Interfacing with the Internet in Popular Cinema

Interfacing with the Internet in Popular Cinema coverPublished by Palgrave-Macmillan, July 2nd. Order from the publisher or Amazon today!

Reviewed by Grace Halden at Science Fiction Film and Television (Volume 8, Issue 3, Autumn 2015):

“The breadth of analysis here and the sheer volume of practical examples offered are a considerable
strength in this piece of work. A text such as this cannot help but be broad when uniting the already enormous topics of ‘the Internet’ and ‘Popular Culture’; however, rather than feeling ‘light’ the abundance of sources at work in Interfacing with the Internet in Popular Culture helps to provide a rich vein of information.”

“This is a lively and wide-ranging account of how cinema has engaged with the Internet age, and with how we have imagined ourselves and our interactions with digital technologies over the last three decades.”

– Lisa Purse, Associate Professor of Film, University of Reading, UK and author of Digital Imaging in Popular Cinema

“Interfacing with the Internet in Popular Culture is a vibrant and erudite text that offers the first book-length study of how the Internet, and computers/computing more generally, have been represented in film—with a specific focus on cinema from the 1990s onwards. It offers a perspicacious analysis of how the language that we use to describe the Internet determines our understanding of it, while also engaging with a wide body of popular, but critically overlooked films that deal with surveillance in the contemporary era, including Swordfish, Sneakers, and Enemy of the State. But this book is not just a timely analysis of films about or featuring the Internet; through the provocative concept of the machinic audience, it also considers how we view films today, while simultaneously offering an exciting framework through which we can understand Internet culture more widely.”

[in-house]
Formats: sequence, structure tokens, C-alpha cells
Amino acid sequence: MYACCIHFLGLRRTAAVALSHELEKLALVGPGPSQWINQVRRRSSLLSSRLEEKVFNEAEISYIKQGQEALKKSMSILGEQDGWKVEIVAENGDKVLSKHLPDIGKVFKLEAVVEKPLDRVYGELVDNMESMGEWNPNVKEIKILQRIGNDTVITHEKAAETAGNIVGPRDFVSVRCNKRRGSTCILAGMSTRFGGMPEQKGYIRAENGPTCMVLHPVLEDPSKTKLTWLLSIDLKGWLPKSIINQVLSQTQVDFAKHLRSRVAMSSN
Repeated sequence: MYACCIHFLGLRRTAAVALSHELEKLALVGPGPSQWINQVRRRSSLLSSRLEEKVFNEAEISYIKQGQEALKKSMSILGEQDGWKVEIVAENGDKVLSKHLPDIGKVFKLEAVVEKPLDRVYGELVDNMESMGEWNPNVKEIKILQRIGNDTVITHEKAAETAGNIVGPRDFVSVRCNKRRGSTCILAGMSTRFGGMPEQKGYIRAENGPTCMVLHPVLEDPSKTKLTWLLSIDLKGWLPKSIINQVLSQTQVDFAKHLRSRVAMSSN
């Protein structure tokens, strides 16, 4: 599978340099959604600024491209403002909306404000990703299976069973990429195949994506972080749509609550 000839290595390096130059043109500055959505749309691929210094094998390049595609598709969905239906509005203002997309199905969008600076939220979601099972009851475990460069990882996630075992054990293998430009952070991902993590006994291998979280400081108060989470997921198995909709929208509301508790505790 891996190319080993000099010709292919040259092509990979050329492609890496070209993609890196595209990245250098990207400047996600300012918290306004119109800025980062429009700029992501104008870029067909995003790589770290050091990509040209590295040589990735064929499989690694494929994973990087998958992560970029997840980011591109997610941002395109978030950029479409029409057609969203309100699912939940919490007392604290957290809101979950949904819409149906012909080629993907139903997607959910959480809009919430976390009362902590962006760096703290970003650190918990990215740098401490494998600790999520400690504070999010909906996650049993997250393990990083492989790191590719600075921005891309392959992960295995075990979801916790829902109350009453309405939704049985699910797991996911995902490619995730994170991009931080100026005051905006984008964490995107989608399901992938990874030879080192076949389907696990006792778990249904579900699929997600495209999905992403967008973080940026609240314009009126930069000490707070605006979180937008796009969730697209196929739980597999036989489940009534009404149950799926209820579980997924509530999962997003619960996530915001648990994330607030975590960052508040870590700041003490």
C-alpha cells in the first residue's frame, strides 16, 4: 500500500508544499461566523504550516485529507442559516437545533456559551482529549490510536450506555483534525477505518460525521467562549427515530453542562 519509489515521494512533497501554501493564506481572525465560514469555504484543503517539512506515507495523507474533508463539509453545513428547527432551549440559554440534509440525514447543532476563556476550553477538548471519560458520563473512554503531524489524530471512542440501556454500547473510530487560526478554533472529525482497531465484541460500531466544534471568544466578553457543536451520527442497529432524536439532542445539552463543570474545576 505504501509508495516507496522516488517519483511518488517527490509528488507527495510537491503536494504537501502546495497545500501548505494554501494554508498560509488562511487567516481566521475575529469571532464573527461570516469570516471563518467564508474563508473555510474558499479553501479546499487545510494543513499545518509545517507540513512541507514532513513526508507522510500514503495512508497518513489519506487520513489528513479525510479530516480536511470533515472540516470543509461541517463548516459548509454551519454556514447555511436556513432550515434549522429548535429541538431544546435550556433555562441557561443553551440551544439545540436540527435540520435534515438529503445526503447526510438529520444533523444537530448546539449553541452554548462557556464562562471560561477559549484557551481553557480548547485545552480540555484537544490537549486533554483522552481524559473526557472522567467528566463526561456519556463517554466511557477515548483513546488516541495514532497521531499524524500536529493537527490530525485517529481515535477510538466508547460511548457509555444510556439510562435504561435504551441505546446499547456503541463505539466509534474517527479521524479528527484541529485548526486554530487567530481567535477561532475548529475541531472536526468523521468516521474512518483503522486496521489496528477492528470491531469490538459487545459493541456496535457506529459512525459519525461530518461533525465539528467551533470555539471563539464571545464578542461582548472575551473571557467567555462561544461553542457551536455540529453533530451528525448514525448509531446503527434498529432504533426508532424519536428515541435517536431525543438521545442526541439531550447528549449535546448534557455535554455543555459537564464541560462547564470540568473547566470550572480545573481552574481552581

– William Brown, Senior Lecturer in Film, University of Roehampton, UK and author of Supercinema: Film Philosophy for the Digital Age

This collection of essays tracks the history of the Internet through the last 30 years of popular films, exploring how the Internet is, at once, the most terrifying and most beautiful invention of the 20th century.  In it, I close-read films like The Net, Hackers and The Matrix trilogy, along with more recent works such as Tron: Legacy, The Amazing Spiderman, Iron Man 3 and Avatar. Themes include: the history of the internet and its shift from FTP to browser to dense interconnected devices; the internet as suburban intruder in film; how the internet is bridging the uncanny valley ; the internet, movies and apocalypse; how the internet has moved from global village to global city; the military Internet; surveillance and how to police Web 2.0.

Expanded Description of Project: CLICK HERE

A number of the chapters are expanded versions of papers I’ve given at conferences over the past two or three years.

Chapter Descriptions

Click on the hyperlinked titles to read earlier versions of the chapters given as conference papers

Ch. 1: The Cables under, in, and around Our Homes: “The Net” as Viral Suburban Intruder